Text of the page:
Documentary “Dirt Relations” to be screened at Nicola Valley Institute of Technology on April 4.

Doors will be open at 6 p.m. and the film will be screened at 7 p.m.

Directed by Matt Clark, the film tells the story of Tom Eustache, a Secwepemc man and member of the Simpcw First Nation; Patrick Lucas, an eighth generation Canadian from Courtney, B.C.; and Thomas Schoen, a first generation German immigrant; and how their friendship formed through the Indigenous Youth Mountain Bike Program (IYMBP).

“The film is about a friendship of three men with very diverse backgrounds, it’s about starting a nonprofit aimed at reconciliation,” said Schoen. “But this particular film really is about the bond that three guys with very diverse backgrounds can form when they come together to reach a common goal.”

Schoen met Lucas in the Xatsull First Nation. Schoen was doing a presentation on mountain bike trails and Lucas was working with the Xatsull First Nation as a community planner. “Patrick had this idea of starting an organization that later developed into the IYMBP,” said Schoen. “As soon as we started talking and he mentioned the idea of creating this nonprofit, I instantly knew he was onto something there.”

Lucas and Schoen then became co-founders of the IYMBP where they then went on to work with the Simpcw First Nation where they met Eustache, the public works maintenance manager for the Simpcw First Nation. Eustache went on to become a director for the IYMBP.

The IYMBP has assisted over 38 First Nations communities develop mountain bike trails across B.C.

Schoen believes trail building and mountain biking can tear down barriers to create a more inclusive and harmonious society. “If we’re building a trail, shoulder to shoulder, Indigenous, non-Indigenous people, at the end of the day, after seven, eight hours of hard manual labour, digging in the dirt with a pick and a shovel, you don’t think about the nationality or ethnicity of the person that stands besides you, you’re just sharing the pain of the weather, the rain, the mosquitoes. So it really brings you together as humans, as individuals,” said Schoen.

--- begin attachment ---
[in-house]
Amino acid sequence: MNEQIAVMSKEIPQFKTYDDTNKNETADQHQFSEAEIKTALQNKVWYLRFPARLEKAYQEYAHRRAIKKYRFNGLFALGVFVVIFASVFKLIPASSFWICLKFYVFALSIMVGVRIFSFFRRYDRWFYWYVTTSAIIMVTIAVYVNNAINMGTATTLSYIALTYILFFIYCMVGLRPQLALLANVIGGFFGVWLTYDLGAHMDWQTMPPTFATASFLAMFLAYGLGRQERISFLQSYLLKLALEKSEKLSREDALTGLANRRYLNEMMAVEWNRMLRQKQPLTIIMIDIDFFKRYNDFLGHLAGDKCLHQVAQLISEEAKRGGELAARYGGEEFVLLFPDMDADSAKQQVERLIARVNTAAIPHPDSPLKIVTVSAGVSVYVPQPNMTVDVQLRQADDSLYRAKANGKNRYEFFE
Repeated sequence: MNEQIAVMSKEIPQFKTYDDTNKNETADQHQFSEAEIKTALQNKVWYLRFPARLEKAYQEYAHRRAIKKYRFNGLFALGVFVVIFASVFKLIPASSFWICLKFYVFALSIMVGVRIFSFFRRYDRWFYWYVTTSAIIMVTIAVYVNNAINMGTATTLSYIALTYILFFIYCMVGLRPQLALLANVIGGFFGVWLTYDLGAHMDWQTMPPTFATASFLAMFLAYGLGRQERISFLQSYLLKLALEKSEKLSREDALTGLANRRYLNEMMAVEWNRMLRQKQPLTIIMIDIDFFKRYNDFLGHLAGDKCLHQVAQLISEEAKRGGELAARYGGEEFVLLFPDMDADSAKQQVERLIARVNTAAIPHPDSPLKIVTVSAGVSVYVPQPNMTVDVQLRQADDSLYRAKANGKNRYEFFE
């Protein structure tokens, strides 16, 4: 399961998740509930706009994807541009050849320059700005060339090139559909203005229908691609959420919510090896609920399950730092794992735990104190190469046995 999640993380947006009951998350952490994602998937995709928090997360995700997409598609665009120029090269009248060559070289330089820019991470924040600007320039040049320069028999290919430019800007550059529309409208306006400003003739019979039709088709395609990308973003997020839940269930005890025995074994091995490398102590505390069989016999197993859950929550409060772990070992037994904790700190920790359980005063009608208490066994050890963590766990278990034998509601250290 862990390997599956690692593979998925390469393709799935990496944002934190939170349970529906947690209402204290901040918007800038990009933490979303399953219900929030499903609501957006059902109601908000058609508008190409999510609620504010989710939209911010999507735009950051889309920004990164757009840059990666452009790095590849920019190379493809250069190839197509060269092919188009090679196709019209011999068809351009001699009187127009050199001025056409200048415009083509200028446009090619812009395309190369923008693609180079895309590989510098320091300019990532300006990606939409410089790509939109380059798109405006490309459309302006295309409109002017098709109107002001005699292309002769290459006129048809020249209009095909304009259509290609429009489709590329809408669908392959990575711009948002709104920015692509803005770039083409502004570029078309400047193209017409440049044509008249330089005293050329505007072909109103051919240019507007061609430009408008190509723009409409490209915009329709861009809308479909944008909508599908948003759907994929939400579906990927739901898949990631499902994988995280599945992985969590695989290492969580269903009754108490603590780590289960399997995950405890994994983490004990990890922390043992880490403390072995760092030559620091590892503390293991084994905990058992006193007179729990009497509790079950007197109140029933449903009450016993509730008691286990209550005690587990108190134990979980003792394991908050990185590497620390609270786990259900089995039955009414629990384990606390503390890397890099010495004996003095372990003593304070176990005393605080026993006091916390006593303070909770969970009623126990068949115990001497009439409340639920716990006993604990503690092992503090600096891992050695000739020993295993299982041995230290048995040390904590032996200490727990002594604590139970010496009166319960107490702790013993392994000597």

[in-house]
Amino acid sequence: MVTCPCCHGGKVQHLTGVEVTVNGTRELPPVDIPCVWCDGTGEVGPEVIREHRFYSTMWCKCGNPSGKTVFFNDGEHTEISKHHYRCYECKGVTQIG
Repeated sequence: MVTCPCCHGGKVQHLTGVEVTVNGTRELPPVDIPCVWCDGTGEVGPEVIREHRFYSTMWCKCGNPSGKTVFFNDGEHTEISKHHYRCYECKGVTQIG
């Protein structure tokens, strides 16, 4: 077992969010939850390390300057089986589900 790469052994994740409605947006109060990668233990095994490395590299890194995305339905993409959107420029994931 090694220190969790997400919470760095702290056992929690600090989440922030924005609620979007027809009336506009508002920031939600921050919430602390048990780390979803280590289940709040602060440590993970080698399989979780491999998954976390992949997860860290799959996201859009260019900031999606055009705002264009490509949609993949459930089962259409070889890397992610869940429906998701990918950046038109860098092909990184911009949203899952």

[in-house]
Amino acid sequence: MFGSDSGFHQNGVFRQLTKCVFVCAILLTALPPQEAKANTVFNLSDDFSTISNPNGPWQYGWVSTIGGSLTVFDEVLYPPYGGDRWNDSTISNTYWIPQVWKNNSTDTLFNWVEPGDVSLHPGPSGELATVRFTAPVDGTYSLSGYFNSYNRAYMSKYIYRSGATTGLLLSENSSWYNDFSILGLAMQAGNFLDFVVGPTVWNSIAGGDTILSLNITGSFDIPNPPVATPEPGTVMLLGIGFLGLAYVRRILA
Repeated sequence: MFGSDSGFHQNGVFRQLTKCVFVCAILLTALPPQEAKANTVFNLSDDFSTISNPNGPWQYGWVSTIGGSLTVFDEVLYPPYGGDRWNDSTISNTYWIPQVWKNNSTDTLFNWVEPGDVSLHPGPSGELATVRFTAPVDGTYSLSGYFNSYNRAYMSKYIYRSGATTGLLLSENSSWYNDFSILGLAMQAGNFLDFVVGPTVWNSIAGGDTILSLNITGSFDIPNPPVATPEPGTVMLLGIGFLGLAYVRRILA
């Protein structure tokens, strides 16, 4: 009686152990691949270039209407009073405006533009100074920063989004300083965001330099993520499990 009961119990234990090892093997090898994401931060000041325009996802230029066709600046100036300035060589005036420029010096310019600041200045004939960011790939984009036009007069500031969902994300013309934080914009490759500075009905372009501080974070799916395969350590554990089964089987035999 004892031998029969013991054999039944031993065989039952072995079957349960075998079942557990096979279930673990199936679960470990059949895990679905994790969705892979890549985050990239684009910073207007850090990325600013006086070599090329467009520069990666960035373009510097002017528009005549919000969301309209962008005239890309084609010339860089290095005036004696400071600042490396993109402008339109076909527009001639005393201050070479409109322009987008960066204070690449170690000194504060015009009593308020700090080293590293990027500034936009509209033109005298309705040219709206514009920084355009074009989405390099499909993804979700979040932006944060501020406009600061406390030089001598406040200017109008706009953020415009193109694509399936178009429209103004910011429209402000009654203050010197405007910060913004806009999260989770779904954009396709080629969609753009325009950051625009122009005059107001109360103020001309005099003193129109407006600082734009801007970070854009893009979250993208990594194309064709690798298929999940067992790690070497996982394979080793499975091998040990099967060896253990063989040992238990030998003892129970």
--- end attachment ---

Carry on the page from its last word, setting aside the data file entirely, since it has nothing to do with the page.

Schoen also believes that much of Canada’s conflict and reconciliation can be tied to recreation. “It’s quite interesting if we look at the relative recent history, the last 30-40 years, most of the major conflicts between settler Canadians and Indigenous population can be traced back to recreation,” said Schoen, citing the Oka Crisis over a golf course, Sun Peaks standoff over a ski hill, and Gustafsen Lake standoff over fishing access.

Schoen highlights the importance of coming together for a common goal. “We grew up in completely different environments and different financial backgrounds… and yet we formed this strong bond and friendship that’s been lasting years and year and years and that is because we have common goals,” said Schoen. “In our case, it’s getting kids on mountain bikes, building more trails, but also fostering community and reconciliation.”